Kansas City Royals (32-19)

Key stat: The Royals are fourth in the majors with a rotation ERA of 3.03 -- after ranking 27th in 2023 with a 5.12 ERA. If they can keep this up, it would be one of the most dramatic year-to-year improvements in MLB history. It reminds me a bit of the 2007-08 Tampa Bay Rays, who went from a 5.20 rotation ERA to 3.95 -- and all the way to the World Series.

Hot start: Bobby Witt Jr. has been an MVP candidate through the first quarter of the season, but it's Salvador Perez who is somehow better than ever at the plate at age 34. Perez has been consistent in recent years with a 23%-25% strikeout rate, but he's cut that down to right around 16% -- while more than doubling his career walk rate. His current OPS+ also ranks as one of the highest in Royals history:

George Brett, 1980: 203 George Brett, 1985: 179 Danny Tartabull, 1991: 171 John Mayberry, 1972: 168 John Mayberry, 1975: 168 Salvador Perez, 2024: 166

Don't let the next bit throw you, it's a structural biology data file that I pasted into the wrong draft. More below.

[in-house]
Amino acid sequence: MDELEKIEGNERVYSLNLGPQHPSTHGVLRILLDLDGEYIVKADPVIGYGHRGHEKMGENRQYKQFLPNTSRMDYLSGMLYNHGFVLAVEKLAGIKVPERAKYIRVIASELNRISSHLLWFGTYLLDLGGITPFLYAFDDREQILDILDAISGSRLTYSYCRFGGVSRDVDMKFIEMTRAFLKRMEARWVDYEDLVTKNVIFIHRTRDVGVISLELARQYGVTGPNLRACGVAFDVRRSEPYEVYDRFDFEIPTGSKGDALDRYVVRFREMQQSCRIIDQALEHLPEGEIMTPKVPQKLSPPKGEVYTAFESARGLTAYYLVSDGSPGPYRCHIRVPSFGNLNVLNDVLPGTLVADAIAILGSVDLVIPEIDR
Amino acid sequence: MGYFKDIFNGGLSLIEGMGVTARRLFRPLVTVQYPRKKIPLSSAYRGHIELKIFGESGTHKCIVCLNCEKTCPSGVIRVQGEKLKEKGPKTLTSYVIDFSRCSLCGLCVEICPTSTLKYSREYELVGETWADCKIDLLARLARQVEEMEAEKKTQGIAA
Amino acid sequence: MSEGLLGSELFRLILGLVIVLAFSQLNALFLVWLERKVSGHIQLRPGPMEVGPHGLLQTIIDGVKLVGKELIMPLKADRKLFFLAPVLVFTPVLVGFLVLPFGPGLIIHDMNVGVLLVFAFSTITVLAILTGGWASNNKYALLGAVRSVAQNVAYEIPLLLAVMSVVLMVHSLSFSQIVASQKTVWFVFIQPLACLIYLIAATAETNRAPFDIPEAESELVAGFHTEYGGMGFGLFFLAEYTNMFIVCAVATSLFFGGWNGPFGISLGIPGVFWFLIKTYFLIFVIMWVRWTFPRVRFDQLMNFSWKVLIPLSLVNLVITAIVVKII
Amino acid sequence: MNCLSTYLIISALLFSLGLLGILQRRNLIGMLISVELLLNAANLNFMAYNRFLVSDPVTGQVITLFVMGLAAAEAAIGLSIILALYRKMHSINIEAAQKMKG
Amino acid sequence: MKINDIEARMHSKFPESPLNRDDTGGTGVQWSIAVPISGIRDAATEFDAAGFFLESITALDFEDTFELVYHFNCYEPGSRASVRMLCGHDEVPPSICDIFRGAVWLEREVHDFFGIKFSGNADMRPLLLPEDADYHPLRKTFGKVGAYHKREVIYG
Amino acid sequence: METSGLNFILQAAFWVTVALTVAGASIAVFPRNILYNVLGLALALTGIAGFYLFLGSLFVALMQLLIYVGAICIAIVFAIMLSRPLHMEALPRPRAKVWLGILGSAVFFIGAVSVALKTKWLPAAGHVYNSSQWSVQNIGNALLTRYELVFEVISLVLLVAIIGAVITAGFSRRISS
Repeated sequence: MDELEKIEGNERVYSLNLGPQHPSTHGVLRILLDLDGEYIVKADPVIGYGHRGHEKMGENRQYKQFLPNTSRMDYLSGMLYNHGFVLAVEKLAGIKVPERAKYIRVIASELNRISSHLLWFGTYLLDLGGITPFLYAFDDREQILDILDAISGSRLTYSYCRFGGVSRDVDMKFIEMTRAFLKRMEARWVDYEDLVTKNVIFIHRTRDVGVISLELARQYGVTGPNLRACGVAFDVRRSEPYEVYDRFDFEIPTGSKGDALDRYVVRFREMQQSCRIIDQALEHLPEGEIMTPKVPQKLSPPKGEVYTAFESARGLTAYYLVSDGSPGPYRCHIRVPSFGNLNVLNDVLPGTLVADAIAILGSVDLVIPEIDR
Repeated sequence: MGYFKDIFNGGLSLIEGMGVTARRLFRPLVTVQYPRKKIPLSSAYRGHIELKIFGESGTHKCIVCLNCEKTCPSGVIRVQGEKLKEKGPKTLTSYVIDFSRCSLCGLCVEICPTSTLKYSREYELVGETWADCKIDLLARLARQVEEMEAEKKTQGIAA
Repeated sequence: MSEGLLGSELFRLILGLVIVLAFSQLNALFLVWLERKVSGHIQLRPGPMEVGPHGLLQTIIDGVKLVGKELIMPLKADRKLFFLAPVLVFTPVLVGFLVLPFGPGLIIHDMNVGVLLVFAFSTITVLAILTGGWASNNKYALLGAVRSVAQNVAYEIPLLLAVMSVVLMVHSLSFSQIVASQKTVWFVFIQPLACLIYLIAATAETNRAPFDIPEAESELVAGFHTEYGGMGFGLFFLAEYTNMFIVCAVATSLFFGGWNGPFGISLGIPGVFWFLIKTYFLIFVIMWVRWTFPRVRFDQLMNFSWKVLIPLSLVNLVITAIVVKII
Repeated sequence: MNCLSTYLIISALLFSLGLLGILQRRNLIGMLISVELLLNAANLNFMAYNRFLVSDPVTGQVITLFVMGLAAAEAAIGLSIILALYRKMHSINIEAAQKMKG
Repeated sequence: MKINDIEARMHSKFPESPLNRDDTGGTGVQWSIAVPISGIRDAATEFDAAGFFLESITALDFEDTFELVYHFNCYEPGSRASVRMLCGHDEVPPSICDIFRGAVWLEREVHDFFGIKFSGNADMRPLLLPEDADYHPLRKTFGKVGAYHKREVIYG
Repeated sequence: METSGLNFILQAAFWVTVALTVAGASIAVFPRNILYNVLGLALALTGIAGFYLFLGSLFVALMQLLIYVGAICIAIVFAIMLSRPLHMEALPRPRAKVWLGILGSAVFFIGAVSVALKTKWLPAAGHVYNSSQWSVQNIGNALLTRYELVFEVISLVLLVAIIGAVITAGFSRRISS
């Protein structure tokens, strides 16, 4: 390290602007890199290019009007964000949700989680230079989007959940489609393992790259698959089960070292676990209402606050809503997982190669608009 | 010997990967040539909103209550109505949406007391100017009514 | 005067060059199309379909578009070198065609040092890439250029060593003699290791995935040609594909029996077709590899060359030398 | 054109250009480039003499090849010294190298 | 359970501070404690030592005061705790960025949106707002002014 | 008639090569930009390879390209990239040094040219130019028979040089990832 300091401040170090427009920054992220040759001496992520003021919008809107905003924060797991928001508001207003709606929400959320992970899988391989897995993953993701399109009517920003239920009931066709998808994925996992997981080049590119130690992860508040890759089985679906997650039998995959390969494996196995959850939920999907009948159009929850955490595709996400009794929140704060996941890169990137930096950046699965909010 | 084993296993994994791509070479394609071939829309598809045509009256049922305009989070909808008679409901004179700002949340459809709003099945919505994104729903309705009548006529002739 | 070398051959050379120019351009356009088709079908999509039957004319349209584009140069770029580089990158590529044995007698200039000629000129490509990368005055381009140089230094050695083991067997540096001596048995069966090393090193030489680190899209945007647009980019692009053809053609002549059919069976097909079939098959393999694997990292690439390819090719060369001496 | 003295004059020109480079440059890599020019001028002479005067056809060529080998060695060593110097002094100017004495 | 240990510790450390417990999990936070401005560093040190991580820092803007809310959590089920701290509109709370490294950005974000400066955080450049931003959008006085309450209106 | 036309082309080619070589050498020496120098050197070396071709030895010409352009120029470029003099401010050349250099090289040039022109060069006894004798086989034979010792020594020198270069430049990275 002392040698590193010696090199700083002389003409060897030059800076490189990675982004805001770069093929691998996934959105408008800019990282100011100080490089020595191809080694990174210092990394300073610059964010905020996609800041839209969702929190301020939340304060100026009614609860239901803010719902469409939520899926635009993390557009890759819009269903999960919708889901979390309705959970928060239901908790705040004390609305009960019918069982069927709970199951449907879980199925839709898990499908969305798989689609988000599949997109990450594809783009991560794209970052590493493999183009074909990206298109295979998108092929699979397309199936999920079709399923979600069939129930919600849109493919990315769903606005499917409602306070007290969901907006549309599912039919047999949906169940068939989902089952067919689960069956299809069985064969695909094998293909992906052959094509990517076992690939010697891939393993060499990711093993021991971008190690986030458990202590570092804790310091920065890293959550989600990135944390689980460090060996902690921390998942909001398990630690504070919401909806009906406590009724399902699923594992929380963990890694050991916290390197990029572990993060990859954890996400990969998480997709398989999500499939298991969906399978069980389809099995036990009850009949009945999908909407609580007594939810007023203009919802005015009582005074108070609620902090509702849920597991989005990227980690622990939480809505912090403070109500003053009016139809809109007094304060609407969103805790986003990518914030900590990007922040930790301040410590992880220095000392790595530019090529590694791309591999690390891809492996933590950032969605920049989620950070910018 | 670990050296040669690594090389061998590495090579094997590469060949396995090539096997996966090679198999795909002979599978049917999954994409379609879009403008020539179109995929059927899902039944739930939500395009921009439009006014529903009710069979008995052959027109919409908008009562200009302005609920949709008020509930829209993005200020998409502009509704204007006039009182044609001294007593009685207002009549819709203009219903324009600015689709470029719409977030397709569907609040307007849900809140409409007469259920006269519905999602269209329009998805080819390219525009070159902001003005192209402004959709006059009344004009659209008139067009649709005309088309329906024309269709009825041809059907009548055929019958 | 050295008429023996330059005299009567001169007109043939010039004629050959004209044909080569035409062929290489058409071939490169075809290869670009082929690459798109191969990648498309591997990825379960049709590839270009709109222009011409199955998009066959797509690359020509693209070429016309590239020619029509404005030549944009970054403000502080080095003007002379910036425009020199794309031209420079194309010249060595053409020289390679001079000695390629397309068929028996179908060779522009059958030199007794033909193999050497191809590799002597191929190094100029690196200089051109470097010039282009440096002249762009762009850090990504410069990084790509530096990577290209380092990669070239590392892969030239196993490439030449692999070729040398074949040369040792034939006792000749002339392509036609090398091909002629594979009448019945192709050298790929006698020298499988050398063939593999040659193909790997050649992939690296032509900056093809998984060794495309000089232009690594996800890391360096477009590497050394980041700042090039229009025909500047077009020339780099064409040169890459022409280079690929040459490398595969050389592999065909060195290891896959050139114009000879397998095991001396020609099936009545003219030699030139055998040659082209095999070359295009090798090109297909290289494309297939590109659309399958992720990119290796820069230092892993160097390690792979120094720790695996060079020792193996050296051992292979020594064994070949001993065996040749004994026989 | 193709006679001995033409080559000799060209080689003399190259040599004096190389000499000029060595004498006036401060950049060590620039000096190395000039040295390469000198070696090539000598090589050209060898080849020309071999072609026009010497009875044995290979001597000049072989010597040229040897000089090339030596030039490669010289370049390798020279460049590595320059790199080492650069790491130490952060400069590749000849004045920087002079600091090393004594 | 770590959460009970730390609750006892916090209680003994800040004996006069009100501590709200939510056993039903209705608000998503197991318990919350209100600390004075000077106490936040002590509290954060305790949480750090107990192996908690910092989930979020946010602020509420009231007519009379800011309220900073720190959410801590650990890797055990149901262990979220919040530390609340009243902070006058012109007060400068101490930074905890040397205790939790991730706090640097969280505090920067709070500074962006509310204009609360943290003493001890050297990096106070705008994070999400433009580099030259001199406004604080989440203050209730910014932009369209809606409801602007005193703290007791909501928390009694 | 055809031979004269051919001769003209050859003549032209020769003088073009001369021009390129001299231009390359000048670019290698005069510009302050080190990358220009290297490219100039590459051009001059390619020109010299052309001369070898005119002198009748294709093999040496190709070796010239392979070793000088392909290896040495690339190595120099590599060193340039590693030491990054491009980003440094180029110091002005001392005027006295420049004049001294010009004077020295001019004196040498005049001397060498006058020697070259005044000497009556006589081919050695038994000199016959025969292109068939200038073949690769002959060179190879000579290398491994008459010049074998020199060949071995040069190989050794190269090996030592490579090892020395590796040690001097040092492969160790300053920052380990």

Can he keep it going? Seth Lugo has led the rotation, pitching like a Cy Young contender in going 7-1 with a 1.79 ERA and throwing a high-spin curveball that has been unhittable as part of a seven-pitch mix that has helped him overcome a lack of premium velocity.

Area of concern: Outside of Witt, Perez and Vinnie Pasquantino, no other regular in the lineup has an OBP over .300. As well as Lugo has worked out as a free agent, Hunter Renfroe and Adam Frazier have not. Closer James McArthur has 11 saves but has allowed 27 hits and four home runs in 21⅔ innings.

Even when the Royals went to back-to-back World Series in 2014-15, the starting pitching was more "fine" than outstanding, especially after accounting for the home park and the team defense. This rotation has been a revelation and has a chance to be one of the best in franchise history, right up with the Bret Saberhagen/Mark Gubicza/Charlie Leibrandt group that won the World Series in 1985. Cole Ragans is proving that his breakout over the final two months of 2023 was for real and he has pitched better this season than his ERA shows. Brady Singer, after getting hit hard last year, has found his 2022 groove again and Alec Marsh and Michael Wacha have held down the back end of the rotation.